The workshop will take the format of a roundtable discussion. Following introductions, the workshop organizers will facilitate a guided discussion organized around 3-5 pre-identified key questions. Participants will be invited to contribute ideas and evidence to each, and to challenge or build upon preceding contributions. We anticipate up to 12 participants. In the event of higher participation, we will break into sub-groups for the discussion, and create time to report back to the larger group.




Registration name: Concession 2.0

Time: 1:00 pm – 3:00 pm

Facilitators: Dr. Alain Karsenty, Cirad; Dr. Cédric Vermeulen, University of Liège, Gembloux; Dr. Jean-Claude Nguinguiri, FAO.

Description:  Industrial logging concessions are covering almost 45 million ha in Central Africa. Forest concessions in central Africa are seen by many analysts a legacy of the colonial period and many NGOs would like them dismantled to the benefit of community forestry and small-scale enterprises. On the other hand, existing community forests in central Africa has been highly disappointing in terms of sustainable management (Cuny, 2011) and a meta-analysis of the literature by Robinson et al (2011) finds an “association between negative forest outcomes and communal land in Africa”. As transport and logging costs becomes high, the case for autonomous community forest without a partnership with a neighbour concessionaire becomes unlikely for mere economic reasons (Ezzine de Blas et al, 2009). In low-populated and landlocked forest zones, the industrial concession is often one of the rare structures that can organize the economic activities by creating its own productive environment.

Community forests and industrial concessions are seen generally as mutually exclusive. On the other hand, within the framework of the FSC certification, some companies has started mapping the customary territories overlapping the industrial concessions and use such maps as a key for benefits sharing, with local investments decided jointly with communities and proportionate to the area of customary territory overlapping the industrial concession. New generation of forest regulations call for benefits sharing with “riparian” populations (Cameroon, Gabon), and/or for establishing “community development series” within the industrial concessions (Congo). In the DR Congo, the 2014 decree organizing community forestry paves the way for a dual conception of such forestry, with the distinction between the “forest of the local community” (that is the customary territory that can overlap with industrial concessions) and the “community concession”, this latter being potentially a subdivision of the former but associated to an exclusive area (Vermeulen and Karsenty, 2015). In addition, the UK-based NGO Rainforest Foundation and its local partners have already mapped thousands of hectares of “customary territories” throughout the Congo Basin.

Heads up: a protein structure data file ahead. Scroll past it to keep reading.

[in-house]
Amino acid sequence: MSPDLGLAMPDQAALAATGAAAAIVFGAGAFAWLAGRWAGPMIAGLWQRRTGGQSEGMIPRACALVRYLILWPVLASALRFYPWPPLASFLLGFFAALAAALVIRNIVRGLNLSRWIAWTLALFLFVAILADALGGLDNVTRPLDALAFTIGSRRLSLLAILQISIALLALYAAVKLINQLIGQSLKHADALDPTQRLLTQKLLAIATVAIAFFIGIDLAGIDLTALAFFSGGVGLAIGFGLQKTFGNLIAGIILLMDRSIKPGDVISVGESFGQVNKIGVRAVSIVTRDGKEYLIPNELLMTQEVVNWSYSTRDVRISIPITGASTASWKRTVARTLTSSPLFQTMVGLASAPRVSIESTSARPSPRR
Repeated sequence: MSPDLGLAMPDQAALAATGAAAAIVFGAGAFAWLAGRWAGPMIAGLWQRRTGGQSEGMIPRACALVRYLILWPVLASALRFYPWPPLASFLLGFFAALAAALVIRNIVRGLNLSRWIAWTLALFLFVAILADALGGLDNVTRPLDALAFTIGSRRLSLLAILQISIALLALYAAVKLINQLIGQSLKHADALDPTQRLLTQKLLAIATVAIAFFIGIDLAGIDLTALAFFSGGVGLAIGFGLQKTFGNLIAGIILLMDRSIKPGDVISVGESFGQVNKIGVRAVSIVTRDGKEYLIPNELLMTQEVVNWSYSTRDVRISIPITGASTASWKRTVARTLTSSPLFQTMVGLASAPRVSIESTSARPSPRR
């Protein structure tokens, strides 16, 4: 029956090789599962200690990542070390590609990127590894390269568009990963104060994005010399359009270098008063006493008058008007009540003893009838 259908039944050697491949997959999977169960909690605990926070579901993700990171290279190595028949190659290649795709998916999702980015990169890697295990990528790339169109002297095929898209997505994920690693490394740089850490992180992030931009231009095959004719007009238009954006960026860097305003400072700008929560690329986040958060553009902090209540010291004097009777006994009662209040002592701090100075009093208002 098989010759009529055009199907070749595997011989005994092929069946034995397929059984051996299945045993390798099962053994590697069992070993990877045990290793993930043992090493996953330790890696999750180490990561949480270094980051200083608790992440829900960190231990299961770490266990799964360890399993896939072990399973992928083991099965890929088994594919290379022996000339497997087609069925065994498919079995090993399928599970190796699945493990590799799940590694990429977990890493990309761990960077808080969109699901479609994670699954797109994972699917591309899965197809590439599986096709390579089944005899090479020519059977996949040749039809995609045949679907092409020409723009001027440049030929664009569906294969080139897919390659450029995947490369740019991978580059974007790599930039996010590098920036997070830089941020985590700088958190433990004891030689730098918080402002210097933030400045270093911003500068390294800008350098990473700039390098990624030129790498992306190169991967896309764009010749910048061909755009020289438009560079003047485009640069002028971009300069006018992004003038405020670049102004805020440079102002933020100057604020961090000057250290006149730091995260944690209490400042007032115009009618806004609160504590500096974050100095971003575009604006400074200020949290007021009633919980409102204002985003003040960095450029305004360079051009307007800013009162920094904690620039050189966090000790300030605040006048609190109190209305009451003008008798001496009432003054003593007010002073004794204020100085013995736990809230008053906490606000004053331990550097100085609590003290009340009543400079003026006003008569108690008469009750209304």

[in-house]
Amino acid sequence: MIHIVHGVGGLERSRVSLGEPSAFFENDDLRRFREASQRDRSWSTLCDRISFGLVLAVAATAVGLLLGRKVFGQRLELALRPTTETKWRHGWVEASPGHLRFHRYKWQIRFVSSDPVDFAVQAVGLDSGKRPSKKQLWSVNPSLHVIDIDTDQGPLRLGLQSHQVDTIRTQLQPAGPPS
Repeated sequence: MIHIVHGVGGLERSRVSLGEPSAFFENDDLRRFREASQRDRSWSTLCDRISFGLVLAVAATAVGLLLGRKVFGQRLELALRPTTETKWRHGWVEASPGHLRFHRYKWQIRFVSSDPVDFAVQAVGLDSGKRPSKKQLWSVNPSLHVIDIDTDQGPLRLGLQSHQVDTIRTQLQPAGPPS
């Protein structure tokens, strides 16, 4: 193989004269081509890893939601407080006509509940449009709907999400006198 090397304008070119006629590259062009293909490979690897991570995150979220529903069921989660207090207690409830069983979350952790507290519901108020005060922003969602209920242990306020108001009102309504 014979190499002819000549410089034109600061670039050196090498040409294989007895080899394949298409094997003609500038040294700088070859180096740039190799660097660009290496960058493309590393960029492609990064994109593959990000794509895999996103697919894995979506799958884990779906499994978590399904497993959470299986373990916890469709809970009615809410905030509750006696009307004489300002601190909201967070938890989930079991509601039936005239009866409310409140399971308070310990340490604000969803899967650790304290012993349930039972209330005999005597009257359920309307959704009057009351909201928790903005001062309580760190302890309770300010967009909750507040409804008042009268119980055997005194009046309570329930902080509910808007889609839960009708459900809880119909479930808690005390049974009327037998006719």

These dynamics, if deepened and handled by public policies, may trigger a transformation of the concession system in central Africa toward recognition of overlapping rights associated with different “institutional layers” on the same area. The overlapping areas might not only be a key element for benefit sharing, but they could also become joint management areas (including control of outsiders) with the development of non-timber economic activities in joint ventures between the industrial concessionaires and the various communities, having those overlapping rights recognised by the legal frameworks. As for the community-based concessions, allowing for exclusive rights by moving the industrial concession boundaries in order to make room for viable small-scale enterprises might be the second part of the case for promoting joint management, associating overlapping and exclusive rights for communities. Gazetting of Forest Management Units, not yet completed in central Africa, will provide the opportunity for such moving of boundaries when needed. To allow for this evolution towards “concessions 2.0”, legal frameworks might be adapted and mainstreamed. Zoning policies based on strict land sparing should be reconsidered in favour of a more balanced approach allowing for land sharing. The FSC certification provides significant incentives for such evolution and mapping forest customary territories is being considered as one of a possible REDD+ enabling activities.

The workshop will start with a joint presentation of the concept of the “concession 2.0” by Alain Karsenty and Cedric Vermeulen, with visual simulations. The presentation (sent in advance to panellists) will analyse the current trends in central Africa, the potential and the limitation of the current legal frameworks, the competing agendas of stakeholders, and propose a strategy for mainstreaming the various policy initiatives. Then, a panel of practitioners, officials and researchers will discuss the proposal. Proposed members of the panel are representatives of Congo Basin’s governments (COMIFAC), of the Forest Model initiative, of Rights and Resources Initiative, of NGO’s currently mapping forest rights and a representative of certified forest company (tbc). The panel will be moderated by Jean-Claude Nguinguiri (FAO, tbc). The audience will have also the possibility to question the presenters and react to the panel discussion.